Obsessive-compulsive Disorder (OCD) is a common, treatable mental health issue that affects millions of people worldwide. It is characterized by obsessions, which are repeated, unwanted, intrusive thoughts, and compulsions, which are behaviors aimed at reducing the discomfort associated with these thoughts. Compulsions (a.k.a. rituals) can be physical, such as washing or cleaning, or they can be mental or covert, such as excessive analysis, reassurance seeking, or thought-neutralizing strategies.

A disorder is not a character flaw or personality defect. A disorder is simply something that is out of order. We all have unwanted thoughts from time to time and we all have rituals that save us time and energy. When this “normal” experience of coping with unwanted thoughts and rituals begins to impair functioning, causes severe anxiety, takes up significant time, and steals the enjoyment from work, leisure, and relationships, then we call it a dis-order. Fortunately this disorder is well understood and research over the years has provided us with safe and effective evidenced-based therapies that can help develop mastery over OCD.

Common OCD-Related Concerns That We Treat:

Hyper-responsibility OCD

Common obsessions: fear of making a mistake, causing a tragedy
Common compulsions: excessive checking of light switches, stove, appliances

Just Right OCD

Common obsessions: fear of not being able to tolerate specific feelings
Common compulsions: repeating routine behaviors, arranging/ordering, checking/repeating writing and reading, homework, or work tasks

Hypochondria / Health Anxiety 

Common obsessions: fear of having or catching illnesses
Common compulsions: checking body for symptoms, excessive googling/researching symptoms, excessive reassurance seeking or avoidance of medical professionals/procedures

Religious and Moral Scrupulosity OCD

Common obsessions: fear of religious blasphemy or of exercising faith inadequately, fear of being morally imperfect
Common compulsions: compulsive prayer, excessive review of religious concepts, avoidance of triggering situations, excessive attention to issues of honesty or morality, excessive mental review of perceived mistakes

Hyper-awareness OCD

Common obsessions: fear of not being able to stop attending to breathing, blinking, swallowing, thinking, or other semi-voluntary behaviors
Common compulsions: checking for awareness, excessive distracting, reassurance seeking about symptoms or about what is normal


Common obsessions: focused fear of specific triggers, such as throwing up (emetophobia), small spaces (claustrophobia), open spaces (agoraphobia), specific animals or environments
Common compulsions: avoiding triggers directly or indirectly, various rituals designed to feel certain that triggers will not occur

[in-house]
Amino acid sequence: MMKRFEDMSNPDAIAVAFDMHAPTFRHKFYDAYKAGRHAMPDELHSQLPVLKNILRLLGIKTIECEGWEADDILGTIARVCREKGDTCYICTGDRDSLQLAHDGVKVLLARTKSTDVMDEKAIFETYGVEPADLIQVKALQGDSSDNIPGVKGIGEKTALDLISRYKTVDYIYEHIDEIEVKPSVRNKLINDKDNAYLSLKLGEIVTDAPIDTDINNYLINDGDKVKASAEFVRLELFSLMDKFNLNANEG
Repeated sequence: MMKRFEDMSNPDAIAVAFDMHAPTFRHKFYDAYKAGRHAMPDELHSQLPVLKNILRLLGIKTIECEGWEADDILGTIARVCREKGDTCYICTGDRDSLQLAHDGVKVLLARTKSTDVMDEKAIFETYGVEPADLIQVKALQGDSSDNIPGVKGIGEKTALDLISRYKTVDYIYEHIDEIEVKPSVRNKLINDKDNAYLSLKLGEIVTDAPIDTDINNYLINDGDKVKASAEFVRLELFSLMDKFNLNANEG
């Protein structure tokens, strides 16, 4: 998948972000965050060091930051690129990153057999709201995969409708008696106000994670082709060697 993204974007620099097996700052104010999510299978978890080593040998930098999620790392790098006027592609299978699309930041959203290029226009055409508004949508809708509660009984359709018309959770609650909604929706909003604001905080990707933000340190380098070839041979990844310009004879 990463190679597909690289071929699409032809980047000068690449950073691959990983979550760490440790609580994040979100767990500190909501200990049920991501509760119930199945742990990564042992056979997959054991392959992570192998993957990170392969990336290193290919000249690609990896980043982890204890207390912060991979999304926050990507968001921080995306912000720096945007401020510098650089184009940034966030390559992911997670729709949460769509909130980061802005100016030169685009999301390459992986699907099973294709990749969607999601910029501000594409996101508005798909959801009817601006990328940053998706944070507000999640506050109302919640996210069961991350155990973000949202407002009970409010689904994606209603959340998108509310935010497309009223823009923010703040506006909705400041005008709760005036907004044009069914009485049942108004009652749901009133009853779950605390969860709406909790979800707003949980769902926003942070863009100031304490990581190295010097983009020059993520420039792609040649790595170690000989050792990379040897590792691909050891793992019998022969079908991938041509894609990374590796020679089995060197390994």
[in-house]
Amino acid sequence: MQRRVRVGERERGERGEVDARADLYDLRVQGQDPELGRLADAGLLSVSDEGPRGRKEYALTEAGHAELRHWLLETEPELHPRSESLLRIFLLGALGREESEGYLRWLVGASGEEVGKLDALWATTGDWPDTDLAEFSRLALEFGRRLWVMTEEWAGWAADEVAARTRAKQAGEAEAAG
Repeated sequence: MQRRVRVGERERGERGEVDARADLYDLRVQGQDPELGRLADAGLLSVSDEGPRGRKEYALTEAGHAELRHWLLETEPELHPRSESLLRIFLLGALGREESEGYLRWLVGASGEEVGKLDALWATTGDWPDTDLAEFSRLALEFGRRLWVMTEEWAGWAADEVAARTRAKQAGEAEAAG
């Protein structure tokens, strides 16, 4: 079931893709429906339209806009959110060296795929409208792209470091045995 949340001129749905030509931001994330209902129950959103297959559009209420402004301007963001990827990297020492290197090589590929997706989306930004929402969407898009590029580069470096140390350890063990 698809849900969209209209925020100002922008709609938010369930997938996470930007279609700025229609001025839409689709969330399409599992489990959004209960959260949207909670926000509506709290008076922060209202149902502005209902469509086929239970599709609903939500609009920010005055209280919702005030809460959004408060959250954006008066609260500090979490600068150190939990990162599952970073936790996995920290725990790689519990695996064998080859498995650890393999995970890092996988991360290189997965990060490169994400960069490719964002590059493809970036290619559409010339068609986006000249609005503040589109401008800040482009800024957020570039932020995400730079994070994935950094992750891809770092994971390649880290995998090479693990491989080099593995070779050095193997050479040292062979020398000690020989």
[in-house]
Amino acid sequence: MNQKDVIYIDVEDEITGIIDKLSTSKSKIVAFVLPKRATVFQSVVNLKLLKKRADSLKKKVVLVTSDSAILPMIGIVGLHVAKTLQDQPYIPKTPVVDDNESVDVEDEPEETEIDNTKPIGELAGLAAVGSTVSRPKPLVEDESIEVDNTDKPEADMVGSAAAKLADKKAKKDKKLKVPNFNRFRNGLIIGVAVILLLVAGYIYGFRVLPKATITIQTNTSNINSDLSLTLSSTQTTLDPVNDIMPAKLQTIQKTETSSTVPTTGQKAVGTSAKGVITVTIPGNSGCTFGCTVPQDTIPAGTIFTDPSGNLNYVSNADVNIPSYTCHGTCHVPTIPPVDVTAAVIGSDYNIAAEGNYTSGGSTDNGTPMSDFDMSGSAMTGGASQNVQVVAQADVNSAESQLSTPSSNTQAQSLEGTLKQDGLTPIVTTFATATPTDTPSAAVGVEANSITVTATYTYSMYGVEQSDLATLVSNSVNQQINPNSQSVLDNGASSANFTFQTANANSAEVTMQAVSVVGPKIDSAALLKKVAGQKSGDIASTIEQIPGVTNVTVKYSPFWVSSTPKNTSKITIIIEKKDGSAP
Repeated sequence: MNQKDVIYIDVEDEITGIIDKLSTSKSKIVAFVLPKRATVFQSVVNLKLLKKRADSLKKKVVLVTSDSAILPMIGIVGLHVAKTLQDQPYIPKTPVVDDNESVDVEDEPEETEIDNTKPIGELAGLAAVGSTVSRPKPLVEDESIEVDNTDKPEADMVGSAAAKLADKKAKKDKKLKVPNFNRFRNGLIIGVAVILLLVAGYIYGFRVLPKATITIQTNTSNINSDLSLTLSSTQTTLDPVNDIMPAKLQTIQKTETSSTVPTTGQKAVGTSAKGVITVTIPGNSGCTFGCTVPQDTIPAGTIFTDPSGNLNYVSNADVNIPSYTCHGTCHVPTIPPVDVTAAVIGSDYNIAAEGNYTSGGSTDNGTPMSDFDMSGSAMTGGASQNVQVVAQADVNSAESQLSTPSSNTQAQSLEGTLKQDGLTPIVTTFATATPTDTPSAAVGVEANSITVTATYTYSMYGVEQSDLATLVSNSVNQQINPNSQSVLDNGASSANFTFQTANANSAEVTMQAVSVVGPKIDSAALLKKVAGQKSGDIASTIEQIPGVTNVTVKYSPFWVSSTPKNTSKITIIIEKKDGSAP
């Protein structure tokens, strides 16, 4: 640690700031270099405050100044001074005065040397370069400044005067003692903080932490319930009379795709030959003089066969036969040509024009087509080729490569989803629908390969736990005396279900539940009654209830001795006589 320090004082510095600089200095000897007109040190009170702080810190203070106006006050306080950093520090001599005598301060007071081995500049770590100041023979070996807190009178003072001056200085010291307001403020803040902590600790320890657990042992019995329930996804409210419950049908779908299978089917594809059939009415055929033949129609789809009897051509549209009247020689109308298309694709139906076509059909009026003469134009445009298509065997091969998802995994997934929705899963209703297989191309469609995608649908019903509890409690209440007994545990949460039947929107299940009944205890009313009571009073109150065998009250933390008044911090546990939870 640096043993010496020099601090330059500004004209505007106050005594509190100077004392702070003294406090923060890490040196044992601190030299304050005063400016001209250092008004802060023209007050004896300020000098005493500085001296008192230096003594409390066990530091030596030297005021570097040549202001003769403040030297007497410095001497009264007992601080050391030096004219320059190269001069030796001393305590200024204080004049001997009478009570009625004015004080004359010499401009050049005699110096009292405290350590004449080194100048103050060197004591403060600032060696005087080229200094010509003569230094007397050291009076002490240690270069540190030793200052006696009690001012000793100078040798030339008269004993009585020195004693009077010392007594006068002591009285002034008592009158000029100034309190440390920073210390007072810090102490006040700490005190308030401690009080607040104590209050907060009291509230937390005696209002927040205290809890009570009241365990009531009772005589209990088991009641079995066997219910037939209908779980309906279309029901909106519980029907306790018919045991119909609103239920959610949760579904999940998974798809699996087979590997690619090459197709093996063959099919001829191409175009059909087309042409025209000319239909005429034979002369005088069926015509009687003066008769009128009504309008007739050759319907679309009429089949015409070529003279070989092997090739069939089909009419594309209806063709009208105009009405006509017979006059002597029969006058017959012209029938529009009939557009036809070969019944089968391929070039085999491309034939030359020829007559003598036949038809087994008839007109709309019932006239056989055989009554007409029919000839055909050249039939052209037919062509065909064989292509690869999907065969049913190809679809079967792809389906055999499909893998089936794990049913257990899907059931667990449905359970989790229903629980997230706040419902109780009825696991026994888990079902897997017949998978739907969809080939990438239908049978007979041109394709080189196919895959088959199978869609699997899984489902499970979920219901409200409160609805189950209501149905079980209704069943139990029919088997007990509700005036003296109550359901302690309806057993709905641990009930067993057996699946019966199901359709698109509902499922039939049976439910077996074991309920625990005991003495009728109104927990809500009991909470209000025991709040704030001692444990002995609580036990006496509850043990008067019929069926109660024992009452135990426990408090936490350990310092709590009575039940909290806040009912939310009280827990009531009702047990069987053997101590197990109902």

Social Anxiety

Common obsessions: fear of being evaluated negatively by others, fear of public speaking, fear of being humiliated in public, fear of not being able to connect with others socially
Common compulsions: avoidance of social situations, mental review of social interactions, excessive comparison of self to others

Body Dysmorphic Disorder

Common obsessions: fear of being unattractive or of having a physical deformity
Common compulsions: excessive weighing, mirror checking, ritualized eating, checking of specific body parts

Panic Disorder

Common obsessions: presence of panic attacks and fear of having panic attacks
Common compulsions: avoiding situations that could trigger attacks, avoiding environments that do not have easy escapes

Generalized Anxiety Disorder

Common obsessions: excessive and impairing fear/worry associated with everyday issues such as work, finance, relationships and responsibilities, fear of becoming anxious
Common compulsions: mental review, reassurance seeking, over-preparing, perfectionism, avoiding situations that may produce anxiety

How We Treat OCD and Anxiety:

Exposure and Response Prevention (ERP)

Exposure and Response Prevention

Gradually confronting fears while resisting compulsive responses.

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Identifying and challenging distorted thinking that leads to compulsions.

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Skill Development

Paying attention to the present moment without judging thoughts, feelings, and sensations.

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Jon Hershfield, MFT

hershfield-80x90Director of The OCD and Anxiety Center of Greater Baltimore and specialist in the treatment of OCD and related disorders.
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Brenda Kijesky, LGMFT

Licensed Graduate Marriage and Family Therapist, treating children and adults with OCD and related disorders.
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Molly Schiffer, LGPC

Licensed Graduate Professional Counselor, treating children, adolescents, and adults with OCD and related disorders.
Learn more about Molly Schiffer

Recent Articles

Latest News/Upcoming Events

April 5-8 at The Anxiety and Depression Association of America Conference 2018 in Washington, D.C.

“Clinician, Feel Thyself!” workshop on therapist self-care with Elspeth Bell and Jon Hershfield

April 5-8 at The Anxiety and Depression Association of America Conference 2018 in Washington, D.C.

“When Treatment is an Exposure for Therapists: Managing Dangerous Presentations in Patients with OCD” workshop on ERP challenges with Charles Brady, Patrick McGrath, Amy Jacobsen, and Jon Hershfield

April 26 at ADAA Professional Webinar online.

“Who Should I Treat? Specialization vs. Generalization in Clinical Practice” with Denise Egan Stack, Andrea Batton, and Jon Hershfield